Its too soon to connect the U.S. EMV migration to a statistical spike in e-commerce crime, but fraudsters already could be reacting to the growth in new chip cards and fast consumer credit approvals by turning to new account fraud, according to Javelin Strategy & Research.
U.S. merchants are still reluctant to embrace 3D Secure technology to protect card-not-present transactions, even though it has vastly improved from the initial tedious version that irritated consumers more than a decade ago.
Super Bowl attendees are predicted to spend an average of $82.19 on food, decor, team apparel and more, up from $77.88 last year. Total spending for Super Bowl 50 is expected to top a whopping $15.5 billion.
For many e-commerce merchants, the migration to EMV-chip card security at the point of sale and the expected shift of fraud to the Web is akin to a message in a bottle that hasn't washed ashore. Too many simply don't know about it.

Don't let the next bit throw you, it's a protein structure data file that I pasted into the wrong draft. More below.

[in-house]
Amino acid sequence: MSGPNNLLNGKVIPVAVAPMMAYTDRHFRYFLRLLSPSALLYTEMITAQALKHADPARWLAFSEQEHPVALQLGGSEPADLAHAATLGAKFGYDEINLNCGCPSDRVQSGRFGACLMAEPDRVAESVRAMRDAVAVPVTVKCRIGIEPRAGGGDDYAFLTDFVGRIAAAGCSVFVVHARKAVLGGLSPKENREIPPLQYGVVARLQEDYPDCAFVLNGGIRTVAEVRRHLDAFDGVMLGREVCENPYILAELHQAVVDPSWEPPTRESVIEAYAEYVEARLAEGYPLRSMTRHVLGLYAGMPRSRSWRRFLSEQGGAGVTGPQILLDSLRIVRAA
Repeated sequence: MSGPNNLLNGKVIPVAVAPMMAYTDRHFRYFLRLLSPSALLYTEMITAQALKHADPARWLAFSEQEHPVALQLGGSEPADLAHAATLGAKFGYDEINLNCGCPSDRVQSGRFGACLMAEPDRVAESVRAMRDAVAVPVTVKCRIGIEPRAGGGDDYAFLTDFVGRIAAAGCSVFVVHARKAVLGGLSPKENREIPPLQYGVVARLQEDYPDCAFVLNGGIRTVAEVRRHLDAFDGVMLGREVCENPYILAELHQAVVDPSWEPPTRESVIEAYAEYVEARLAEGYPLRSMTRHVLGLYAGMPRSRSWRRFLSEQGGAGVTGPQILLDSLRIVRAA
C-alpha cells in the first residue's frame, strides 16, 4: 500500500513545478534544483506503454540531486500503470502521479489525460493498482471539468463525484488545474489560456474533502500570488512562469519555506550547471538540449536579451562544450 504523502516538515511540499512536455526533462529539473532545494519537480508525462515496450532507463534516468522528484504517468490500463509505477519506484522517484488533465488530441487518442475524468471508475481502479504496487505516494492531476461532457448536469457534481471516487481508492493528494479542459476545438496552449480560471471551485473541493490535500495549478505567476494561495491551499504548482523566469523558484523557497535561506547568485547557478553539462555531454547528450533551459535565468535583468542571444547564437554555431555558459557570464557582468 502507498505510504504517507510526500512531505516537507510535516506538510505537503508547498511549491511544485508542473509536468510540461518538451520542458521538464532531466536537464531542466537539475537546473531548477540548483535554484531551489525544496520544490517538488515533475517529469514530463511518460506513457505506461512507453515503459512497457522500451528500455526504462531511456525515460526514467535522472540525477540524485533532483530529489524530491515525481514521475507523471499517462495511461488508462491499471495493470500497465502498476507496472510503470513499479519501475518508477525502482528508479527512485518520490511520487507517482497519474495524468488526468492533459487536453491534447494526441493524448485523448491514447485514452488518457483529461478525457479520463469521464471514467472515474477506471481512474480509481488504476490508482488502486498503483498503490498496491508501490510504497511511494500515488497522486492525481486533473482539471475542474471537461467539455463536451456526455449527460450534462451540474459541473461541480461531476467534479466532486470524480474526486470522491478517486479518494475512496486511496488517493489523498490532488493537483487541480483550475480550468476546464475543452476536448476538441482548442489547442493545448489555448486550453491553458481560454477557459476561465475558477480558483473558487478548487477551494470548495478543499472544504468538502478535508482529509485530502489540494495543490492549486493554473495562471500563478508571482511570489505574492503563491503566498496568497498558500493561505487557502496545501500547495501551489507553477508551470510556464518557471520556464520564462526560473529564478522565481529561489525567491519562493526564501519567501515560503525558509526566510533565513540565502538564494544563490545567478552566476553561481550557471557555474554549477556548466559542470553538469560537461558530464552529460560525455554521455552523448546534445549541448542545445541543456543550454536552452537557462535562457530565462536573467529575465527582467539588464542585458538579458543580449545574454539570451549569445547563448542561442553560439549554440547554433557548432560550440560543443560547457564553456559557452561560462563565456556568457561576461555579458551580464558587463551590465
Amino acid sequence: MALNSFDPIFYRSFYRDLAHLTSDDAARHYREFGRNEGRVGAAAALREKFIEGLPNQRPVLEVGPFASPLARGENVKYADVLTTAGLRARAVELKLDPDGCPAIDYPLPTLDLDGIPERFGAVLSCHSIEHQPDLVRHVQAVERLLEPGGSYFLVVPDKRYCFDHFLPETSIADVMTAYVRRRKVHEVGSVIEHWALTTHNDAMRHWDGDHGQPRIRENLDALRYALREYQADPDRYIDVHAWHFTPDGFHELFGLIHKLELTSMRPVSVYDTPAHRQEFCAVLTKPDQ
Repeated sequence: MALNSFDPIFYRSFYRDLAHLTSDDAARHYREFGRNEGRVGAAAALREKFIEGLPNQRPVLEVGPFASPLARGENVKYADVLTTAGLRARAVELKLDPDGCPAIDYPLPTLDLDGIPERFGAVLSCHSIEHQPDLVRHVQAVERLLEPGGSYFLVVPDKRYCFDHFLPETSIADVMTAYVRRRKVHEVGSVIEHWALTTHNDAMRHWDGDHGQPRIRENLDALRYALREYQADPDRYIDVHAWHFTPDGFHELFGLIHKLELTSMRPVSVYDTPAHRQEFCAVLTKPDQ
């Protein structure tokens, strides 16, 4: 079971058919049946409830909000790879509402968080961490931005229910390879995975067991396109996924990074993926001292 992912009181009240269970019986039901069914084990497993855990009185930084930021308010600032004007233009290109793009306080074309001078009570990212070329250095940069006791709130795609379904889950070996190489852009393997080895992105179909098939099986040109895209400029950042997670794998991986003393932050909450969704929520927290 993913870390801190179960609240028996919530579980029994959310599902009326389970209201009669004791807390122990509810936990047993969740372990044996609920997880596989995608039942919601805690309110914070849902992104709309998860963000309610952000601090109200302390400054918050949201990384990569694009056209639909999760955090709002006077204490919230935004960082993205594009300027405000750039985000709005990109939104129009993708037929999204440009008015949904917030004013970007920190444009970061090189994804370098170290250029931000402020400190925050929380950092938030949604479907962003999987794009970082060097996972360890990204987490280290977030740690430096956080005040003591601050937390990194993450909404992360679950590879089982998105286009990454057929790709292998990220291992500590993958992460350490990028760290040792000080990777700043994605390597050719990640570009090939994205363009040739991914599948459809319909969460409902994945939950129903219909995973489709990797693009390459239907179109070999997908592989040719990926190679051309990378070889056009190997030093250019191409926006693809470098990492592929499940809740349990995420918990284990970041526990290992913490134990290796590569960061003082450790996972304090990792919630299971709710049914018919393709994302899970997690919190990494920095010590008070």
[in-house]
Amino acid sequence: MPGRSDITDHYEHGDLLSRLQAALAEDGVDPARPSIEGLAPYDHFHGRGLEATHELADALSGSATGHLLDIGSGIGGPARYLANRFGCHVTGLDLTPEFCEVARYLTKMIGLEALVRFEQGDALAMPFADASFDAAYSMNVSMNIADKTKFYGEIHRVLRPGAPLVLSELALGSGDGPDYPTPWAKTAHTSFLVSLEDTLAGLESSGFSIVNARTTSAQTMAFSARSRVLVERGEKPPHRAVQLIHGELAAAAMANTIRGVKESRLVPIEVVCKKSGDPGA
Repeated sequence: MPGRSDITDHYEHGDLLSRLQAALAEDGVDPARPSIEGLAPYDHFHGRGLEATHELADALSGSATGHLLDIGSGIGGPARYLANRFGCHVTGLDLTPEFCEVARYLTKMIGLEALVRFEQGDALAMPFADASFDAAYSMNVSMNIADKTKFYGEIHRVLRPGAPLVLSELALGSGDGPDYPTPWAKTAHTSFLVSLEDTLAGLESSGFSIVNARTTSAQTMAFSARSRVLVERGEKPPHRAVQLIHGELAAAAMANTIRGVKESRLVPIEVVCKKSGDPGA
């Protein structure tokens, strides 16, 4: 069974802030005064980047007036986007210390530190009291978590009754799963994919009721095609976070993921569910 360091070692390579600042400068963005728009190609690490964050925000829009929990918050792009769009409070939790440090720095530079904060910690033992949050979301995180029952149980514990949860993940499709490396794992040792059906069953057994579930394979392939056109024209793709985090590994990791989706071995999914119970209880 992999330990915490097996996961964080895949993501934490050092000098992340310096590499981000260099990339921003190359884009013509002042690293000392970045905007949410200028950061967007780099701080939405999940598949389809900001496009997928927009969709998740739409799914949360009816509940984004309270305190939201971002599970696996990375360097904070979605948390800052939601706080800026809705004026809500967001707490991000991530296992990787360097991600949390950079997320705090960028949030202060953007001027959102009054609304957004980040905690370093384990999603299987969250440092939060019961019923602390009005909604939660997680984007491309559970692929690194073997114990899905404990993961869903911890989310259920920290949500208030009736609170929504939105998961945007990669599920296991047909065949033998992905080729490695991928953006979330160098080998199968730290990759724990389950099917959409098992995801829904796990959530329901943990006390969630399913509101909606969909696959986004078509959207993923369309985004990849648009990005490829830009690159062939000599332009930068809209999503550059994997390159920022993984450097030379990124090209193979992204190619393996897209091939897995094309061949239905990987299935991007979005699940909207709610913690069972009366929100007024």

Bank of America's blockchain patent push shows how bankers' attitudes toward the technology of cryptocurrencies have changed over the last few years from dismissing it, to sizing it up to trying to protect their interests in it.
Fraudsters focusing on attacking account creation apparently like the trend of merchants storing consumer payment data to make repeat purchases easier for shoppers.
The question of big data resilience is now analogous to the global warming situationits a reality with staying power.
A Federal Reserve task force has issued criteria for its faster payments initiative, part of a long journey to build a framework to securely and efficiently accommodate the near real-time processing for digital commerce.
Rather than partner with a startup, 45-year-old Equitable Bank in Canada created a separate brand, EQ Bank, to acquire customers who are ready for an account without a debit card. read more »